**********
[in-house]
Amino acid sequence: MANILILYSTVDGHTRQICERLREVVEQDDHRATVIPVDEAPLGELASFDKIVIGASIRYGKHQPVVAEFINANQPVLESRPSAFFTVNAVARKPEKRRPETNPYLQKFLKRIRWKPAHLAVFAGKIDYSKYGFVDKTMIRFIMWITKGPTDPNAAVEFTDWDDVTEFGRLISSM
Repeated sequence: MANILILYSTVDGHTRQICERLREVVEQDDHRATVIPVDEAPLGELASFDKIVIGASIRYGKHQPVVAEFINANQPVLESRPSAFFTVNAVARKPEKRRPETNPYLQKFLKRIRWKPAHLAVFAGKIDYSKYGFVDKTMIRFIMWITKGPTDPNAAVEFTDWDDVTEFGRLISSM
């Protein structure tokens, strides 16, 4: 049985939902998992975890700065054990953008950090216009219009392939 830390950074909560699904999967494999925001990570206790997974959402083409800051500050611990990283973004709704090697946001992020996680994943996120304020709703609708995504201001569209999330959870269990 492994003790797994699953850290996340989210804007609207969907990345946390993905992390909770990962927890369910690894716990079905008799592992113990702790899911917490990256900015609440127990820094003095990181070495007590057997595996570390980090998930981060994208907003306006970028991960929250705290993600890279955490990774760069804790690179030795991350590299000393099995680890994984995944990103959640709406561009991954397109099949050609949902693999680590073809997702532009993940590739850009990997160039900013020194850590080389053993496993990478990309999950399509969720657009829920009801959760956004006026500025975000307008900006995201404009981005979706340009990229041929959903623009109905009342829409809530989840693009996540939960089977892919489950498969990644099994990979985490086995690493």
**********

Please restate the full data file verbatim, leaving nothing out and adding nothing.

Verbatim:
[in-house]
Amino acid sequence: MANILILYSTVDGHTRQICERLREVVEQDDHRATVIPVDEAPLGELASFDKIVIGASIRYGKHQPVVAEFINANQPVLESRPSAFFTVNAVARKPEKRRPETNPYLQKFLKRIRWKPAHLAVFAGKIDYSKYGFVDKTMIRFIMWITKGPTDPNAAVEFTDWDDVTEFGRLISSM
Repeated sequence: MANILILYSTVDGHTRQICERLREVVEQDDHRATVIPVDEAPLGELASFDKIVIGASIRYGKHQPVVAEFINANQPVLESRPSAFFTVNAVARKPEKRRPETNPYLQKFLKRIRWKPAHLAVFAGKIDYSKYGFVDKTMIRFIMWITKGPTDPNAAVEFTDWDDVTEFGRLISSM
């Protein structure tokens, strides 16, 4: 049985939902998992975890700065054990953008950090216009219009392939 830390950074909560699904999967494999925001990570206790997974959402083409800051500050611990990283973004709704090697946001992020996680994943996120304020709703609708995504201001569209999330959870269990 492994003790797994699953850290996340989210804007609207969907990345946390993905992390909770990962927890369910690894716990079905008799592992113990702790899911917490990256900015609440127990820094003095990181070495007590057997595996570390980090998930981060994208907003306006970028991960929250705290993600890279955490990774760069804790690179030795991350590299000393099995680890994984995944990103959640709406561009991954397109099949050609949902693999680590073809997702532009993940590739850009990997160039900013020194850590080389053993496993990478990309999950399509969720657009829920009801959760956004006026500025975000307008900006995201404009981005979706340009990229041929959903623009109905009342829409809530989840693009996540939960089977892919489950498969990644099994990979985490086995690493």